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Isaac Hayes was one of the most influential figures of the Stax Records sound. His songwriting talents made him one of the greatest soul singers of all time. His work and that of David Porter extended the songwriting partnership to a Grammy winning and Platinum selling partnership. When they were together, they wrote songs which matched the quality of the artists they produced. Many cover versions of their songs were written by others but some were transformed into soul classics.
Following the success of Hot Buttered Soul, Isaac Hayes decided to concentrate on his solo career. This marked the end of his songwriting partnership with David Porter. However, one of the last songs they wrote was The Sweeter He Is (Parts 1 and 2) which was recorded by The Soul Children. It featured on their 1969 eponymous debut album when it was released on Stax Records. This beautiful song features a heartfelt vocal thats bristling with emotion and is full of intensity. Its a timeless track and was, without doubt, one of the highlights of the album.
Finally, thanks to Ace Records and Stax Music, you can also get the DVD Hall Of Fame. This is a stunning and essential collection of Isaac Hayes s music and is a must for any Isaac Hayes fan. Featuring a documentary, remastered video and soundtracks, interviews, and out takes, the DVD is a collection of soul treasures. No other musical career can boast so many highs and lows, and it gives insight into his career from his early years on the streets of Philadelphia to his induction into the Songwriters Hall of Fame.
So as this gentle sowing to absent minds continues, we turn the pages again, to the release of the third original and third of Isaac Hayes Stax album, Blind Alley. As 1967 went by, he shifted both his focus and his backing. His backing changed from backing for Southern soul men (the most important members of his catalogue are Stax chart toppers Bless You and Ooh Child) to being the new kingpin at the Stax label. This was backed by a jazz and pop fusion sound. In the same year, Hayes cut his first solo hit, Walk On By, which would be his first of seven Top 10 hits. But for now, let’s see how Isaac Hayes did on the charts. Blind Alley was issued June 8, 1967. The album would get to number seven on the Billboard 200 and number three on the Billboard R&B chart. Not bad for a slow week at the beginning of the summer.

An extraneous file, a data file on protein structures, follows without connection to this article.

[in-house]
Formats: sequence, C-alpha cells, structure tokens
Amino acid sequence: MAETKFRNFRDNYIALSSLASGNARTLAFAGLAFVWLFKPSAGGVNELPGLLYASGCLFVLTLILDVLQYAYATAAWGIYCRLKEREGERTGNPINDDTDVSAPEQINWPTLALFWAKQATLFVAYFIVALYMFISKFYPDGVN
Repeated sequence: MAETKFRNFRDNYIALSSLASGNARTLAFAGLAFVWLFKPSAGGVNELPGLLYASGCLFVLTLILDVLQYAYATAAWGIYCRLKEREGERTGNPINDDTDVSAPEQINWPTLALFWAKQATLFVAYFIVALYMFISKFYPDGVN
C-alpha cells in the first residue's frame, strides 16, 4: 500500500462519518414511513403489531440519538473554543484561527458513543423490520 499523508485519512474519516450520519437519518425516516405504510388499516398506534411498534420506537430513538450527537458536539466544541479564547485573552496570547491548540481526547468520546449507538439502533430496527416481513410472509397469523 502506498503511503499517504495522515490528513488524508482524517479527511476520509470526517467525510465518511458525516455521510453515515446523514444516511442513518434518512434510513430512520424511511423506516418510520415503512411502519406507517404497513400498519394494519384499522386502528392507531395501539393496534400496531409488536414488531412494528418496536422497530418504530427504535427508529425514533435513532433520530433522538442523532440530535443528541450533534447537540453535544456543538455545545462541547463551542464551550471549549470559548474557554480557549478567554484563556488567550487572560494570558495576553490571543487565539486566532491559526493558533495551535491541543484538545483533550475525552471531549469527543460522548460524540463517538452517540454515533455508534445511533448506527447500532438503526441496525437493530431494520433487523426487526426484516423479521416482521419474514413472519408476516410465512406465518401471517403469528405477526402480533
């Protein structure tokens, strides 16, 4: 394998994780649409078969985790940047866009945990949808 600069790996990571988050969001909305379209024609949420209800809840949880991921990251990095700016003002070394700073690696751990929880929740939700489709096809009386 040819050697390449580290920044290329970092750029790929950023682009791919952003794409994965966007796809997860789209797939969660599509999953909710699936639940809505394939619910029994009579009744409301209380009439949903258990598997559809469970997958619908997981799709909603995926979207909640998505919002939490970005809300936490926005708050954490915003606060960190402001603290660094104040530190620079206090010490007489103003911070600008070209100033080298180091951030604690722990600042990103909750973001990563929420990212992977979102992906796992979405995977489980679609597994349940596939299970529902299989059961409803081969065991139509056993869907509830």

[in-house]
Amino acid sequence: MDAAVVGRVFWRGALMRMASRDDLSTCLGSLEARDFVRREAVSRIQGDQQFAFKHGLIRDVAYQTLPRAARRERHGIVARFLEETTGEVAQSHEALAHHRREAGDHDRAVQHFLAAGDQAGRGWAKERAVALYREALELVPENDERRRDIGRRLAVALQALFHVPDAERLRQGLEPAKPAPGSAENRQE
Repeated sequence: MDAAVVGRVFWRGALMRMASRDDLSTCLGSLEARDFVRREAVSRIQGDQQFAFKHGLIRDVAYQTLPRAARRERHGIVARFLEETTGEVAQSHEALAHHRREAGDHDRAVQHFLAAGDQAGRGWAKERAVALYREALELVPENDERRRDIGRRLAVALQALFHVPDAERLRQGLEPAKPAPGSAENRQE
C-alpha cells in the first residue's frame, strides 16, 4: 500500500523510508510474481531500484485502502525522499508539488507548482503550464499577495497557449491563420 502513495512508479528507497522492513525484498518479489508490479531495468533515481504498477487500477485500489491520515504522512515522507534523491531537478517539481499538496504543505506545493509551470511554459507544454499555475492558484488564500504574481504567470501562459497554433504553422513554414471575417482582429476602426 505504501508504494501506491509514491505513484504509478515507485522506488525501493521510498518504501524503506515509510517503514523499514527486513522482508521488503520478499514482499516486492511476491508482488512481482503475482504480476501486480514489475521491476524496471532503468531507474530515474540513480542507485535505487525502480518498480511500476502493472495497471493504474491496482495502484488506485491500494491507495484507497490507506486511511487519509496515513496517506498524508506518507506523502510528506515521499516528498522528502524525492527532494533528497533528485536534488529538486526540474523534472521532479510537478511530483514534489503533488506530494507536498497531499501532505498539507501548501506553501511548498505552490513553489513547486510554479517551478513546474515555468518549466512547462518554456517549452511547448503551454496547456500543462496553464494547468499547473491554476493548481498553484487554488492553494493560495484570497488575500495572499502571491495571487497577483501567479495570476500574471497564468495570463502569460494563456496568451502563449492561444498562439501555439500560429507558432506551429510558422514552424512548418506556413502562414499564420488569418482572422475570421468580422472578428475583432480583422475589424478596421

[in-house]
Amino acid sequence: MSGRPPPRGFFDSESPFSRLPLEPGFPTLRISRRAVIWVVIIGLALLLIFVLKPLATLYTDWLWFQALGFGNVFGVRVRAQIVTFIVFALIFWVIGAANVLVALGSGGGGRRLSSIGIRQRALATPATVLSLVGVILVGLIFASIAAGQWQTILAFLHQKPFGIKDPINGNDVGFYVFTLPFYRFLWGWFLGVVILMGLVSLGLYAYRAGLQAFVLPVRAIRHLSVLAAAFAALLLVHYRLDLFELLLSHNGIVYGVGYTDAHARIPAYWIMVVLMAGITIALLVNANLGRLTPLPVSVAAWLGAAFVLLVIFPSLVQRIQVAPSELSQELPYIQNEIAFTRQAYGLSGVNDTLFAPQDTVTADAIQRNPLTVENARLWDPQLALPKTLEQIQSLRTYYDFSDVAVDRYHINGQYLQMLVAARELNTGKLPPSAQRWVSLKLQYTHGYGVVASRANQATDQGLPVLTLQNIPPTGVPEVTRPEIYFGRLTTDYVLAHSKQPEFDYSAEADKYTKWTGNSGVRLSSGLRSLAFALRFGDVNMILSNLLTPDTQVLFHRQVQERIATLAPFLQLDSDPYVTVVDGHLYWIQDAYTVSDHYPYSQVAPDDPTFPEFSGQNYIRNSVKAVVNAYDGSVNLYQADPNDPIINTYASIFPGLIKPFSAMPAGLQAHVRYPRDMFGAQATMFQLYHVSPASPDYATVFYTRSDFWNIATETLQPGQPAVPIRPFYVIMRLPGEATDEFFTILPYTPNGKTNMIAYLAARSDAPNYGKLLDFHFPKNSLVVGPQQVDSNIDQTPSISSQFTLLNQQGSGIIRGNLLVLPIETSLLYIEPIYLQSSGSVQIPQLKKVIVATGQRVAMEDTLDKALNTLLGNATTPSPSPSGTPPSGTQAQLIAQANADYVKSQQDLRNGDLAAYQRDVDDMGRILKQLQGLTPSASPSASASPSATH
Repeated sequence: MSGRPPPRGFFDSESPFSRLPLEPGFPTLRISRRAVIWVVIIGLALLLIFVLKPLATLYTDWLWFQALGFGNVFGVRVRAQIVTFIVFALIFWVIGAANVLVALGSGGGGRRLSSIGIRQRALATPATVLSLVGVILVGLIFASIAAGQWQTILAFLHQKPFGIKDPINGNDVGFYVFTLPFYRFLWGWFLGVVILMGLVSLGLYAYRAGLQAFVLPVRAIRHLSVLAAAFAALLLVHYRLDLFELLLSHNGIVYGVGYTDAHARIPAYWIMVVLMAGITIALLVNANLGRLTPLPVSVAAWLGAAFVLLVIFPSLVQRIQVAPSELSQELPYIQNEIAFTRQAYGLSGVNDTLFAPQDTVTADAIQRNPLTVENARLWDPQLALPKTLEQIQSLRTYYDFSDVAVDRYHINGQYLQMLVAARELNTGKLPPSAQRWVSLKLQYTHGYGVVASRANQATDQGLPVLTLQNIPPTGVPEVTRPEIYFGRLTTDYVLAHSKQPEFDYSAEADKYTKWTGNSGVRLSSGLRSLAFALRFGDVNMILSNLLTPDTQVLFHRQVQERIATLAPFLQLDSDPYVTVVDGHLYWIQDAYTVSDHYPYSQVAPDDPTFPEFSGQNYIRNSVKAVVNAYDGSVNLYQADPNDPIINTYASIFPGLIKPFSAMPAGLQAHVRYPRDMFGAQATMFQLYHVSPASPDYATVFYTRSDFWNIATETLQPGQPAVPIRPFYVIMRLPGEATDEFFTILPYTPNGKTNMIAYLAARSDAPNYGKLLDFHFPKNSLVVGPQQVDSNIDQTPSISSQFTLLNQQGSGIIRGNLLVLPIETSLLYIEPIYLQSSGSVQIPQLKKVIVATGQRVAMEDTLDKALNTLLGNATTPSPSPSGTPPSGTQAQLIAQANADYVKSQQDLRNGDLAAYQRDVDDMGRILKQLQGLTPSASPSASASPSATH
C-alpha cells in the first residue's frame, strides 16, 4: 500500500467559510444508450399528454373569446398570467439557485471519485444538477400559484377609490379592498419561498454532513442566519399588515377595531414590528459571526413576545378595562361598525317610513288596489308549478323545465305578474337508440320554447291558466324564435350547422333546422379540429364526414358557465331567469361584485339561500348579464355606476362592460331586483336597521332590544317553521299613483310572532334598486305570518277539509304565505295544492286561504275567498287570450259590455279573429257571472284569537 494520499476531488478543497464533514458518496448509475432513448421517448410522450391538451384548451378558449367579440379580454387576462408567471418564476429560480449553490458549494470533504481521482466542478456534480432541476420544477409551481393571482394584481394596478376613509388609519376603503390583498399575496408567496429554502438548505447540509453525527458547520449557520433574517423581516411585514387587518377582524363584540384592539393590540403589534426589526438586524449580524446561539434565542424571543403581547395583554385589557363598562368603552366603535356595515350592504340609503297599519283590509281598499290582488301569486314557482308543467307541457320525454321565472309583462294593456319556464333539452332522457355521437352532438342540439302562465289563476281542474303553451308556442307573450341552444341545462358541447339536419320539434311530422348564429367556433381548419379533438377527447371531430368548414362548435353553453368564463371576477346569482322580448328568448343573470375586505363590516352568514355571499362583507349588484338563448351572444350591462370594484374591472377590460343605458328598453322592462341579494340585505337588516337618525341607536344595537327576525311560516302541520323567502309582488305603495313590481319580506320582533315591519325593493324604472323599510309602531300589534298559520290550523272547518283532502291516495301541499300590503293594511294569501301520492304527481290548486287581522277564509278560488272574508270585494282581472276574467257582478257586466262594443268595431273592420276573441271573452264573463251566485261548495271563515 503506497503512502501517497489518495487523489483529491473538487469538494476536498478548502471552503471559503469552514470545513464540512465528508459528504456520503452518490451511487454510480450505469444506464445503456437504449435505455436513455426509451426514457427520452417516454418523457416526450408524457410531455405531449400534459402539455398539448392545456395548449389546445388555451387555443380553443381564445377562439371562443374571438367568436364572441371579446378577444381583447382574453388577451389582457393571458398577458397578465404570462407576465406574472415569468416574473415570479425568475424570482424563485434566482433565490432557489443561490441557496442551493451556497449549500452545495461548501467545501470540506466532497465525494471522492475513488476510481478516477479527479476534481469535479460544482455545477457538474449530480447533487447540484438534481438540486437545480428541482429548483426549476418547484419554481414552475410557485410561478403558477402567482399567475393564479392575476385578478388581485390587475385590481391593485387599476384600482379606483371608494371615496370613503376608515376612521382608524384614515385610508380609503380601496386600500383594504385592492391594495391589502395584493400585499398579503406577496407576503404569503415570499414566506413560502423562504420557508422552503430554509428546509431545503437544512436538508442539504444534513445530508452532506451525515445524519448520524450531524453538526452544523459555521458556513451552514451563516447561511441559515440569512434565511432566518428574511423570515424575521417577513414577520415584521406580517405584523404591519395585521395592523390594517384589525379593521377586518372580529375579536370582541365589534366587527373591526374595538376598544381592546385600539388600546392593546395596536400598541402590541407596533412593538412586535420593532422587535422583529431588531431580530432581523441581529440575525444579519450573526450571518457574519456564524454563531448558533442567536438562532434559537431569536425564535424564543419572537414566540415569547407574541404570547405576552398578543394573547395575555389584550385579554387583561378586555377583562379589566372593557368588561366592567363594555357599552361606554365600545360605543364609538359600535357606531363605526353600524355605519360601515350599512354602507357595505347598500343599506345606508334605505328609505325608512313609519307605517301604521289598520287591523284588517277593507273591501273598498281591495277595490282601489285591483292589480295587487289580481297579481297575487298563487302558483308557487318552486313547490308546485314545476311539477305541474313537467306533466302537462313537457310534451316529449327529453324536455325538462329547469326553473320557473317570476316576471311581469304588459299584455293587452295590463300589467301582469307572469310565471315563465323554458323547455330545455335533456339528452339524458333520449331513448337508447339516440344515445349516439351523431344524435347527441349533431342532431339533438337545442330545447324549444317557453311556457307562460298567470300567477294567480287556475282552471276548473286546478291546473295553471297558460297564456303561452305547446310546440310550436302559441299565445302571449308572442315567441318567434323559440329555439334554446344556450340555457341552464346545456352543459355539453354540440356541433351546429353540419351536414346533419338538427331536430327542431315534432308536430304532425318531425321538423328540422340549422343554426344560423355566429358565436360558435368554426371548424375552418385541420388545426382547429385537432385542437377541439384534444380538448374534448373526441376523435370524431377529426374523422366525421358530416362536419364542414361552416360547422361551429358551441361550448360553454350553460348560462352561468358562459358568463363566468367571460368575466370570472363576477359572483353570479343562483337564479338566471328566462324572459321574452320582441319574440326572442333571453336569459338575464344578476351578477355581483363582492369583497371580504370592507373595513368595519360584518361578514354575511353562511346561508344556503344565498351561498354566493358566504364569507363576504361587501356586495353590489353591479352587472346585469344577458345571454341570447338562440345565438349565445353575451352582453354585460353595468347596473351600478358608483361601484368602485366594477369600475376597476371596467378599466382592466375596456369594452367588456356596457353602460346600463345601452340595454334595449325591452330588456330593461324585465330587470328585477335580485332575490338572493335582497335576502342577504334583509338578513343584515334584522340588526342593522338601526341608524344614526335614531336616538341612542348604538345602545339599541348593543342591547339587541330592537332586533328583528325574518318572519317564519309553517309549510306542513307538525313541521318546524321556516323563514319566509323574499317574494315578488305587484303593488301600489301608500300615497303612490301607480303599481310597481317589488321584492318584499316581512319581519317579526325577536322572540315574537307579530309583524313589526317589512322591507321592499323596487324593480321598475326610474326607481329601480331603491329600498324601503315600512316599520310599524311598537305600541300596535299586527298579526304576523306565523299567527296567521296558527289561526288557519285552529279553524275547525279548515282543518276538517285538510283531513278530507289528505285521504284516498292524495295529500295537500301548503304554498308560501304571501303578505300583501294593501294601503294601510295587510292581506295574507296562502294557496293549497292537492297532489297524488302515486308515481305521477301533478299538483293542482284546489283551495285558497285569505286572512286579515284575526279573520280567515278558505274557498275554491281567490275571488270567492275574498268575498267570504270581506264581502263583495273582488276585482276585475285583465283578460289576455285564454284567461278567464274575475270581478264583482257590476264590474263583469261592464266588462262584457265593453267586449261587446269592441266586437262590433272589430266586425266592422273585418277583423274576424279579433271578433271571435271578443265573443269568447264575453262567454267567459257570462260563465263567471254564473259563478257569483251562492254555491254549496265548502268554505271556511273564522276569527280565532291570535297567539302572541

Push has a fresh, raw and innocent feel to it with its rock tinged sound and energetic direction. Toto Iglesias were a quintet at the time that toured the UK to support their second album Ragamuffin. The sound here is a far cry from the albums own in the mid-sixties, as there are no slick, slick arrangements here but a percolation of pianos, sax, Mellotron and rock drumming. The only other American artist that the band ever worked with is Isaac Hayes. Hayes original version of I Can Try was a smash hit and would appear on both albums but it was his first version that was used here, recorded on the evening of the presidential election in 1966 with the man and his mother.
Wrapping up, we have a very obscure release that we suspect is not the first time Isaac Hayes has re-recorded this instrumental. Debuting June 11, the single is called Promises, Promises. The story behind the track is very intriguing to us. An elevator of an apartment building is out of order, and the boys are left to amuse themselves by singing to The Drifters on the outdoor elevator. Hayes explains: \”I can still remember the feeling of sitting on top of the elevator and looking over the side, singing, ‘I’ve got a new love, I’ve got a new love / and I can’t let her go.’\” The song would become a staple of Hayes’ live set, that was until his falling out with Stax and subsequent solo career. A few years later, Hayes would record the track again on the soundtrack of the made-for-TV movie, The Comedians.